How to Buy a Router

Buying a new router can mean the difference between enjoying Netflix in HD and seeing a grainy mess of substandard video.

Are you still using the router that your Internet service provider gave you? If so, you might not be getting the best results possible. Routers that ISPs provide tend to be older models running custom firmware, and the download and upload speeds from these routers may not match the speeds you pay for.

The situation is even worse if you rent your router from your ISP, because that's money that could be better spent on more-glamorous gadgets. Though purchasing a router off the shelf requires making an initial investment, doing so will save you money in the long term, and the router you choose is yours to do with as you please. Before you run off to your nearest electronics store (or online storefront) to buy a new router, however, you need to take a few things into consideration.

First, you should figure out how much you're willing to spend. A good midlevel or high-end stand-alone router will set you back anywhere from $50 to $200. If you want to connect just a handful of devices to the Internet, and you aren't interested in streaming high-definition video or playing games online, a midlevel router should address your needs nicely. Most routers in the $50-to-$70 price range should be more than capable, though Cisco's Linksys E series seems to give the most bang for the buck.

For top-notch performance, you'll need to spend around twice as much. A full-featured router such as the Netgear N900 may seem pricey at first, but it's worth the cost if you're looking to get the most out of your wireless network. If you're a gadget-head like most of us here at PCWorld, you'll also want a higher-end router in order to put all your devices online without slowing down your network.

You should also take into account the types of connections that a router supports, plus the router's broadcast range. If you have older devices running on your home network, be sure to select a router that supports the 802.11g and 802.11b protocols. Most of the routers you'll find at the store broadcast on the 2.4GHz band and support those protocols, but routers that broadcast solely on the 5GHz band do not support those types of signals.

Routers using the 2.4GHz band tend to have a decent broadcast range, but you'll suffer when it comes to speed. Since most wireless routers (and some cordless phones) use the same band, the signal coming from your router can become noisy and bogged down--especially if you live in an apartment building or another densely populated area with lots of wireless networks present. On the flip side, you're less likely to encounter interference while on the 5GHz band, but the range will be much more limited: Although everything from walls to people can cause the signal to diminish, you'll notice an overall boost to your network speeds. As I mentioned earlier, however, some of your older tech may not be able to connect to a network being broadcast in the 5GHz range.

If you want to ensure that all of your devices will be able to connect to your router, I suggest going with one that operates at the 2.4GHz band. Most such routers support 802.11b/g/n broadcasting, so older devices will work with it, and newer devices that support 802.11n (such as Apple's iPad) should have no trouble connecting either. Keep in mind that having too many devices connected can create interference and cause them to drop their Wi-Fi connection randomly; I experienced this problem firsthand when I tried connecting six devices at once (two computers, two phones, an iPad, and a game console) to a single-band 2.4GHz router.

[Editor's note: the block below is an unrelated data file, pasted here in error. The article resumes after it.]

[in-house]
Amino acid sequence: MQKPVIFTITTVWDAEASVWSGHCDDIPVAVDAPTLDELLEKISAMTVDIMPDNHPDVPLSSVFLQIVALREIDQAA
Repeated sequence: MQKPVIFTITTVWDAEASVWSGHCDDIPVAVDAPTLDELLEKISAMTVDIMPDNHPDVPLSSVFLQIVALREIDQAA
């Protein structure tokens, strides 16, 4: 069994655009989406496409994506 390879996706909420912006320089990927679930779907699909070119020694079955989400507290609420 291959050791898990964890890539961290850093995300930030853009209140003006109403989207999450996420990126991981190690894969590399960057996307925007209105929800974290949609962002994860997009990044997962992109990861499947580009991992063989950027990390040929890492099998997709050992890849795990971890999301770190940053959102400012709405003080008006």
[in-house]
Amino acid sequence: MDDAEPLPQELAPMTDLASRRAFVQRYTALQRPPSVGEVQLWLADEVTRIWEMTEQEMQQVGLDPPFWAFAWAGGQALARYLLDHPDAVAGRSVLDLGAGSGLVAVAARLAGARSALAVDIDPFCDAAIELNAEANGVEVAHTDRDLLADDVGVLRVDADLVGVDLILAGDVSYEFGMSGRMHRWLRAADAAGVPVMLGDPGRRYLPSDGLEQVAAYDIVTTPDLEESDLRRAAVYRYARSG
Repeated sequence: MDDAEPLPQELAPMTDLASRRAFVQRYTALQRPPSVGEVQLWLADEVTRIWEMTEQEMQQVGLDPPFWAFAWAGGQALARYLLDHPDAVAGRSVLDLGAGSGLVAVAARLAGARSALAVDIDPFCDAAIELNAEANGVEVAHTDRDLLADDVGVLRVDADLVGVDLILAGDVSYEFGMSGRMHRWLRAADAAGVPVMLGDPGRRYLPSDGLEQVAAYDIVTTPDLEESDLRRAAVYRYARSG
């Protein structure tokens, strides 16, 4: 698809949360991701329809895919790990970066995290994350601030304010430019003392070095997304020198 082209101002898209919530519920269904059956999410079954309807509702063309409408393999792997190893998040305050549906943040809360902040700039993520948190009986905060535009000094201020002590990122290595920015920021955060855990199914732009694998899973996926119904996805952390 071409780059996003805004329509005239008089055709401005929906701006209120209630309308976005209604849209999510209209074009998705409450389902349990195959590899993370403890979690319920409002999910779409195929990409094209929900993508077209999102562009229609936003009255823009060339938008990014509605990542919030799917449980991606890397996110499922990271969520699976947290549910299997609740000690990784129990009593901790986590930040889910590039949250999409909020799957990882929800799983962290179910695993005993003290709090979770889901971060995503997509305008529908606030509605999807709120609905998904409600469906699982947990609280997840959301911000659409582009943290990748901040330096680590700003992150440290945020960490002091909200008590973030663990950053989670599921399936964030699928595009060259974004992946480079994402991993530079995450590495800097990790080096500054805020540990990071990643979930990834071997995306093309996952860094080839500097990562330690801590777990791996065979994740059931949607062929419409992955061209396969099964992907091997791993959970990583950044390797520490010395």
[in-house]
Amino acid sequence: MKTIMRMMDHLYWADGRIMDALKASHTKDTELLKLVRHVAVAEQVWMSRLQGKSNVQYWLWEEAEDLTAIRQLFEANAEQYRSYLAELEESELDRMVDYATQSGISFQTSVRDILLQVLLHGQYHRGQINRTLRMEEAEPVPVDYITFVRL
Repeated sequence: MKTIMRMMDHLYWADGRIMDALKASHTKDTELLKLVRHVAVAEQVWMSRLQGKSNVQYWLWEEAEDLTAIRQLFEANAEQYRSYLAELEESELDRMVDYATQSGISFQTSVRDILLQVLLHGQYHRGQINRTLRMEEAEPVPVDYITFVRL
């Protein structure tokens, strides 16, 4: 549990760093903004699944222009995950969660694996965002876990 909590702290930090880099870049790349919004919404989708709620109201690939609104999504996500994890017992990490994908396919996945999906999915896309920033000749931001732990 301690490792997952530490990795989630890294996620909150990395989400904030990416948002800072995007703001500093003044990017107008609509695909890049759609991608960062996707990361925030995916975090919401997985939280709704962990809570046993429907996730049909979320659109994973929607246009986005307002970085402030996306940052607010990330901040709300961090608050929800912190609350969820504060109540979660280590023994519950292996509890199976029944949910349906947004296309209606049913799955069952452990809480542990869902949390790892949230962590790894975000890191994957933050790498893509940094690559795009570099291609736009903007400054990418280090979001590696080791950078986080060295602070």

Of course, dual-band routers don't have the same broadcast issues as single-band routers do, so they allow you to enjoy the best of both worlds. Dual-band routers are more expensive than single-band routers are, but they use both the 2.4GHz and 5GHz bands and often feature some neat extras.

Dual-band routers are great for setting up a wireless home entertainment system, because you can have different devices on different bands depending on how you want to use them. For example, I stream a lot of HD content, so any devices that I use to watch Netflix or Hulu Plus are on a 5GHz band. This keeps my streaming activity from dramatically affecting the network speed of any computers that may be browsing the Internet while I'm watching a movie or TV show.

It's ultimately up to you and how much you're willing to spend, but if you can afford a dual-band router, then I definitely recommend investing in one.

After figuring out your budget and whether you want a dual- or single-band model, it's time to look at the extra features. Not all routers are created equal when it comes to specs, so you can be a little picky in selecting a router with features that you need or like. For example, some routers have few ethernet ports, making them a poor choice if you own a lot of devices (such as desktop computers or game consoles) that lack built-in Wi-Fi.

Higher-end routers (like the Netgear N750) sometimes have USB ports, which allow you to connect hard drives and share media with machines connected to the network. While this feature is by no means as effective as a stand-alone network-attached storage drive, it can be useful for sharing a few files among a small group of machines. Other features to look for in a router include parental controls, guest network access, and gigabit ethernet ports.

Once you've picked a router, be sure to check out our articles on how to set up a router and how to secure your Wi-Fi network to prevent your neighbors from stealing your Internet. Enjoy your new router, and enjoy getting the most out of your Internet connection at last.

This story, "How to Buy a Router" was originally published by PCWorld .

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